One is that the publishing industry is still feeling around for ways in which to monetize electronic publication, in the context of an internet culture where content is expected to be free (never mind that the ways in which books and writers are publicized have changed dramatically). When I wrote up the summary of magazines published in 2009 for the February 2010 issue of Locus, I found that of the various publishing strategies, the commercial models that seemed most viable had both print and electronic components, models like online content as a loss leader to get traffic to the print books. And there’s also the voluntary donation model used by established authors orphaned by recent slashes in publishing; i.e. Tim Pratt’s BROKEN MIRRORS serial.

Publishing is all a matter of distribution, and electronic distribution skips the obvious cost involved with paper and printing and shipping, etc., but content is not free to generate; there are costs associated with writing, editing, proofreading, art, design, and running a business. That’s the second half of the famous quote about information wanting to be free; information also wants to be expensive.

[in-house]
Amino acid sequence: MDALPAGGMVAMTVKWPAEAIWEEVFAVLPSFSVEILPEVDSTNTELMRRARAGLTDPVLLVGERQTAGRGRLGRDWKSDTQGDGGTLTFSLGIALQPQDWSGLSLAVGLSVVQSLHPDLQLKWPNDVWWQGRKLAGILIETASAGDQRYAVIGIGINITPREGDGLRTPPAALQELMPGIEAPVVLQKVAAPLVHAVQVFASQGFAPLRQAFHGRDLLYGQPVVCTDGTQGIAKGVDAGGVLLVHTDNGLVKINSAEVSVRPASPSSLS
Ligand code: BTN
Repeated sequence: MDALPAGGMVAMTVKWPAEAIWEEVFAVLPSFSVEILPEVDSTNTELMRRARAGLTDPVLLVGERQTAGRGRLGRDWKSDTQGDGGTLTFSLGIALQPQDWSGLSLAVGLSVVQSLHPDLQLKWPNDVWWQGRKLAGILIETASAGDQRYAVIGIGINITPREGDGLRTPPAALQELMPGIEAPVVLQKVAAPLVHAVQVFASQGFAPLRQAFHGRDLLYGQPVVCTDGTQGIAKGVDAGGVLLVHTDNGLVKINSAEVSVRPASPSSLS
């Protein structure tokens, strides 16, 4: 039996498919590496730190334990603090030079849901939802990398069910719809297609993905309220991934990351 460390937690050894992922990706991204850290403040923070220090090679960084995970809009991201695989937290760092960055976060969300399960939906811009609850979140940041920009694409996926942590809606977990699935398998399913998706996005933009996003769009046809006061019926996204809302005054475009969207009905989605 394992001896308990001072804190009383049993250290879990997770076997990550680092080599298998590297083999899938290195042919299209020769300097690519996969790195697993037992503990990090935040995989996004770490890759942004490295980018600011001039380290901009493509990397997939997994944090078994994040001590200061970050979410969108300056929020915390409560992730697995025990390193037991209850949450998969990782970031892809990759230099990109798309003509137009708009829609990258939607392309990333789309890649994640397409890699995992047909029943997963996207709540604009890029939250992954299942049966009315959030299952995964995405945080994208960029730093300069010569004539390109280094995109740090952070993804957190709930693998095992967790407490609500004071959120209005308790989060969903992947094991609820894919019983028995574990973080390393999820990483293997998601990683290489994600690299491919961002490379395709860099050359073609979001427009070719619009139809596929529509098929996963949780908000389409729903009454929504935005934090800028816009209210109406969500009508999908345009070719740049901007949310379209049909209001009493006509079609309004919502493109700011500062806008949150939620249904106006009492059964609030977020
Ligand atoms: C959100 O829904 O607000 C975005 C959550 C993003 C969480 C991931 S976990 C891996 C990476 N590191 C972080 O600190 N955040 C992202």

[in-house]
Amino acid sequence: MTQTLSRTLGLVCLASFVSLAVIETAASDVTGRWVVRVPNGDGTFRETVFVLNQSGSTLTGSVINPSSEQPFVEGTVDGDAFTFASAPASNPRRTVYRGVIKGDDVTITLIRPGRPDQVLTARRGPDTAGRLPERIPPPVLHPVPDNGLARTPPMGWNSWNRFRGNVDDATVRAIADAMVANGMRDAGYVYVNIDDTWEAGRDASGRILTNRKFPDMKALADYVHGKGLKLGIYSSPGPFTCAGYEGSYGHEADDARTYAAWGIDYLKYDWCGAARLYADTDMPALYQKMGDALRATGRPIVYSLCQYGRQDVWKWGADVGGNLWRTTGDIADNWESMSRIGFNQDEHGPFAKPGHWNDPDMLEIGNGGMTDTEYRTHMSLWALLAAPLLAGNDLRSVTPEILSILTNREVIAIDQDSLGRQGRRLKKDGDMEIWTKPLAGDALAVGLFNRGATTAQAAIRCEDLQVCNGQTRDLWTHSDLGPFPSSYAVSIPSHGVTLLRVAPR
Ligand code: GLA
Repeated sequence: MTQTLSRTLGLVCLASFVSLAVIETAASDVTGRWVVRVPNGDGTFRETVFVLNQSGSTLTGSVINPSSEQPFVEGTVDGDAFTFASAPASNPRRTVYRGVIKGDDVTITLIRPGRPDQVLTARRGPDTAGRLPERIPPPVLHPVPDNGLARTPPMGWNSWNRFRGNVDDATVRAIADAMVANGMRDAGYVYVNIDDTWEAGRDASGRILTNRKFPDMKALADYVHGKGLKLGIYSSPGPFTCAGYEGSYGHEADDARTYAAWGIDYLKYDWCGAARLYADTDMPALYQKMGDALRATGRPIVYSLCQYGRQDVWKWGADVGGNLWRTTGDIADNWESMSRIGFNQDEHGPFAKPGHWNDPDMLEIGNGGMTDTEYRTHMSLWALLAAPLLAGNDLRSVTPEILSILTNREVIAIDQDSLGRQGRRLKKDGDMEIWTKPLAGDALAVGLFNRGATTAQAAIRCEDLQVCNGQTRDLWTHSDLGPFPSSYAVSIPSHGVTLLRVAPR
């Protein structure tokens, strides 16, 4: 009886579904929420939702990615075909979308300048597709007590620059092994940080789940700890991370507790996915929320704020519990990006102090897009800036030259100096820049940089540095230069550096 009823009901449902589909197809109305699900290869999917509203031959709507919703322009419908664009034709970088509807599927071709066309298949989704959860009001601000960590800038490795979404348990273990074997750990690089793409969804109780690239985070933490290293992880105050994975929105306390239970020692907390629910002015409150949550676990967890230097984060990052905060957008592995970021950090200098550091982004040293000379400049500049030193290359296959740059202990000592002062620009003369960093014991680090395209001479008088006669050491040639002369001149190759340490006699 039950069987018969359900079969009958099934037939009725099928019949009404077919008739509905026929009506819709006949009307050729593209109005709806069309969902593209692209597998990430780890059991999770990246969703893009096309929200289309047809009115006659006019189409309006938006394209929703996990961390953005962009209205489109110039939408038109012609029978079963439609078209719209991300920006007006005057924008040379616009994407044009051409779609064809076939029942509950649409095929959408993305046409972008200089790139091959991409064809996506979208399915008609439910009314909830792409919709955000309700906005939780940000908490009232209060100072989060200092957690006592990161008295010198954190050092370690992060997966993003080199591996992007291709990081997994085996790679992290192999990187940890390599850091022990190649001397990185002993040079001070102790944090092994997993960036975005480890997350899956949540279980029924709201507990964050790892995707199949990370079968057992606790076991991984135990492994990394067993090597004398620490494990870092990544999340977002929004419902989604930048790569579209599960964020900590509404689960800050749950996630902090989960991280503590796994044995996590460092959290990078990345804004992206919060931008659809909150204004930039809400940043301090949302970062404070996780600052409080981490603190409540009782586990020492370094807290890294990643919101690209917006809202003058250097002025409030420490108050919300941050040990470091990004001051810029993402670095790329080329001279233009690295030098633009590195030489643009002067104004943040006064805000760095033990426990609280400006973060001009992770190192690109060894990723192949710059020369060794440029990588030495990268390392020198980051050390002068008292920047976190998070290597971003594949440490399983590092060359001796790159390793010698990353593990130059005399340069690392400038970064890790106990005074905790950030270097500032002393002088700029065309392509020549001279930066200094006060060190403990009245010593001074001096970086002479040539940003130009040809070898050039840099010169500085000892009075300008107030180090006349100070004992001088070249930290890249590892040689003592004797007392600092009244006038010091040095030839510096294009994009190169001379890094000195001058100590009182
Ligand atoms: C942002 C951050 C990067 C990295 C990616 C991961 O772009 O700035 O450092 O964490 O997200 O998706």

So do the devices that let you access this information, in its many forms. I’ll read on my iPhone, but I’ve held off on buying an e-reader in part because of the regular generational shifts in technology; there’s no guarantee that the books you buy will be accessible in a few years. I’ve already found this to be the case when I let my Audible subscription lapse: I have to start paying them again in order to be able to download the books I’ve already bought, and that doesn’t feel entirely right. Sales of e-readers and e-books are a huge growth market, though, and as a working professional I’m happy to see growth.

Archive for 'The Loving Dead Online Serial'

Chapters 1-4 of The Loving Dead

Posted 07 March 2010 | By | Categories: The Loving Dead, The Loving Dead Online Serial | 10 Comments

Please note that the following text has not yet been copyedited. Pardon any typsos. -AB